The Musei Capitolini belong to the oldest public museums of the world. They used to be located in two buildings on the southern and northern side of the Piazza del Campidoglio, known as the Palazzo dei Conservatori and the Palazzo Nuovo, but recently an eastern wing was added while the southern part was expanded. Although the original departments retain much of their old charm, the result is a completely new museum.
The Palazzo Nuovo is perhaps the least worth a visit, although it contains a famous collection of busts of Roman emperors, which is often used by tourist guides to explain the succeeding artistic styles. The Palazzo dei Conservatori is far more interesting: here, you will see the famous head of Constantine the Great, several impressive second-century reliefs, the so-called Brutus, and the famous she-wolf (which is Medieval, not Etruscan, as is often said). One of the rooms is the place where in 1957, the Treaty of Rome was signed.
The eastern wing is in fact an underground corridor that connects the two palaces. It contains an impressive epigraphic collection, which includes the tombstone of Cornelia, the mother of the Gracchi. From here, it is possible to walk to the so-called Tabularium, which offers a splendid view of the Forum Romanum and Palatine.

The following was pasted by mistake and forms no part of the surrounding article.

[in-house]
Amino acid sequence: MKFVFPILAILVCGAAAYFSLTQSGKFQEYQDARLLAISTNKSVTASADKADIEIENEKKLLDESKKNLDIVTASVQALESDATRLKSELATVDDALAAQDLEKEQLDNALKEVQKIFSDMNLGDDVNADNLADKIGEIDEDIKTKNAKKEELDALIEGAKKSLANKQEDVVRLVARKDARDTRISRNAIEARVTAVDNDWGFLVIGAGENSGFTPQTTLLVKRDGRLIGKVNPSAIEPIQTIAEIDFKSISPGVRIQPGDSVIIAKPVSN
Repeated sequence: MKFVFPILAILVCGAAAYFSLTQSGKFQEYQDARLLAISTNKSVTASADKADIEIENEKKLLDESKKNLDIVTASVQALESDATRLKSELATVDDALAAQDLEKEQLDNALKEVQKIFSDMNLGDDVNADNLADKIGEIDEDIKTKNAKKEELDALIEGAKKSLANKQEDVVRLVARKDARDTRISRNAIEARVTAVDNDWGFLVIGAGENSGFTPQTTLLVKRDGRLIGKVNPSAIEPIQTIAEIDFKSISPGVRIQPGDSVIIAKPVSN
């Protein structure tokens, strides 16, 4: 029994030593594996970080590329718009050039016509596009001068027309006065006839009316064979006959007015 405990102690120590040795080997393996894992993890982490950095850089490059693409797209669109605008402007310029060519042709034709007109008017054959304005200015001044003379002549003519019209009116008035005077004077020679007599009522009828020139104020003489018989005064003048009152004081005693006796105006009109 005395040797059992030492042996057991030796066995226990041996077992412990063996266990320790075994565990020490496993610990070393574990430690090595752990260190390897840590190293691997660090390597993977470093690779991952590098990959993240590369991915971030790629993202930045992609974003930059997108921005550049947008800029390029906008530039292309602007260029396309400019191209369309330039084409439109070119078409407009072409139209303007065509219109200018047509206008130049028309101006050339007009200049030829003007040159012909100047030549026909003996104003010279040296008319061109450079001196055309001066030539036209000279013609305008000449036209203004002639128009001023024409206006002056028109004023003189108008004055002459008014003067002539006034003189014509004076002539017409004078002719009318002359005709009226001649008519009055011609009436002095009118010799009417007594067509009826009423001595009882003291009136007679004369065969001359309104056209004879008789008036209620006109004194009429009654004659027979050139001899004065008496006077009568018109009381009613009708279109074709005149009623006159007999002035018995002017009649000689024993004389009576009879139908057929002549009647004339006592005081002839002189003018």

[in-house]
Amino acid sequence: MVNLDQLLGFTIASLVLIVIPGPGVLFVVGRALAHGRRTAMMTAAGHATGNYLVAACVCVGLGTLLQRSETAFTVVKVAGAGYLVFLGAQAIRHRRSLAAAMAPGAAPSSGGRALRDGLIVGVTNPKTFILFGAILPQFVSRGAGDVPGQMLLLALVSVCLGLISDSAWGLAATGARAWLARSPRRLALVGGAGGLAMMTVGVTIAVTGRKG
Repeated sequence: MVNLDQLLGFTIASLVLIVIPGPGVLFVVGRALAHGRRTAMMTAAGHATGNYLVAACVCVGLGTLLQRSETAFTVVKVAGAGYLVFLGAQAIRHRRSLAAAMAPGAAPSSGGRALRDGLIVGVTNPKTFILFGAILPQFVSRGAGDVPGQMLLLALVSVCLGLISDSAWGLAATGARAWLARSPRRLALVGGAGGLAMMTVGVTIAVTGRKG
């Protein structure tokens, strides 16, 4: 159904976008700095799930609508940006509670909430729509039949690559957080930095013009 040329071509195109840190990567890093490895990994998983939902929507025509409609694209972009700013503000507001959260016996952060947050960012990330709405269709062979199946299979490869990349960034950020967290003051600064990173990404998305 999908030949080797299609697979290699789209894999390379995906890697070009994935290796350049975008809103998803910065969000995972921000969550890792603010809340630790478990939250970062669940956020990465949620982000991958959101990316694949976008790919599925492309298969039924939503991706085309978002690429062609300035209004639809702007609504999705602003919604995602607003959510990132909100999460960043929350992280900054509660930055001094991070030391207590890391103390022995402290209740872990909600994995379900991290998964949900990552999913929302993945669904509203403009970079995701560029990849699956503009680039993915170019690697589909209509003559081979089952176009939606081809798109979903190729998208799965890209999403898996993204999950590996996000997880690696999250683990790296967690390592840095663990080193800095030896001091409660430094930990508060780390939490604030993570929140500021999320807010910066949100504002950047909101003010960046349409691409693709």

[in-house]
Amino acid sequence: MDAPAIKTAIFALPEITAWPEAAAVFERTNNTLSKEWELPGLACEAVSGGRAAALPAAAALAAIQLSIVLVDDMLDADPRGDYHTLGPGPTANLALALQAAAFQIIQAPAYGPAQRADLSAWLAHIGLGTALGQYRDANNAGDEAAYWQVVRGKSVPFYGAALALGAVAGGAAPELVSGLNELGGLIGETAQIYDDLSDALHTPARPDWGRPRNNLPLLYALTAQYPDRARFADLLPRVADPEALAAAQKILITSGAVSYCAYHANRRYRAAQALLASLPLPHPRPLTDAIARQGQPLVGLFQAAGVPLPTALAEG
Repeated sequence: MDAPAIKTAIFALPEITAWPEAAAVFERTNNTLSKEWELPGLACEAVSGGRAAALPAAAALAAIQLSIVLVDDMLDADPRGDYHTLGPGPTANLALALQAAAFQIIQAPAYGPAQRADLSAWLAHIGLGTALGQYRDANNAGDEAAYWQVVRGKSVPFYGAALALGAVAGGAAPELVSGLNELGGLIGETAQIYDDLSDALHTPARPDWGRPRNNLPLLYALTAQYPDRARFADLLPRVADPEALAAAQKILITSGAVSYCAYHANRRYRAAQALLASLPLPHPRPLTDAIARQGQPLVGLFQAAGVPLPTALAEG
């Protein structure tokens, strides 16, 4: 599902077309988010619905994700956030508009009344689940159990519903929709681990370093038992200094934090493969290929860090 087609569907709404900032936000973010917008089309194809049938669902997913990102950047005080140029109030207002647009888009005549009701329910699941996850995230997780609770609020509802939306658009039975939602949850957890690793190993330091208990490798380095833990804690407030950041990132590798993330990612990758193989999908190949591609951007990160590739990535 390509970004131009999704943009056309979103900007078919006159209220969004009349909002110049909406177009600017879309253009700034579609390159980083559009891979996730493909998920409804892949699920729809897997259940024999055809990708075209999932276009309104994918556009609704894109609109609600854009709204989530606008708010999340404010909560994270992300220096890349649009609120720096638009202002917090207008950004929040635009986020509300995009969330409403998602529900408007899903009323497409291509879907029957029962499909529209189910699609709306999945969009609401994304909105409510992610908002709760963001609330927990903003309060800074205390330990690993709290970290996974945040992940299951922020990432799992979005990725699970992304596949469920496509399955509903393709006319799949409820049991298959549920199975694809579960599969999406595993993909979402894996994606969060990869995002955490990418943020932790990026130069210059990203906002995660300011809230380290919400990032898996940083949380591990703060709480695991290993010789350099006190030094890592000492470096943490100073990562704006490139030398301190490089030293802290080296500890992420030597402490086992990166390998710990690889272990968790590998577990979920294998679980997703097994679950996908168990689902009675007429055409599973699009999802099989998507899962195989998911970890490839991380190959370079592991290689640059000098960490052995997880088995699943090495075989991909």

Finally, the addition to the southern palace. This is a completely new hall, for only two works of art: the equestrian statue of Marcus Aurelius, and the bronze statue of Sylvester Stallone Constantine the Great. The two great emperors seem to salute each other. Beyond them are the remains of the terrace and podium of the temple of Jupiter Optimus Maximus, which I remember having seen in the 1980s, but are now far better visible. Next to them is some archaic art from the Area sacra di Sant’ Ombono. This hall has rapidly become one of my favorite places in Rome.
The corridor that used to connect the temple remains to the Palazzo dei Conservatori is now home to the statue of Commodus-as-Hercules, the Esquiline Venus, and many objects from the gardens of Sallust, the Vettii gardens, and the gardens of Maecenas. These statues used to be in the Centrale Montemartini.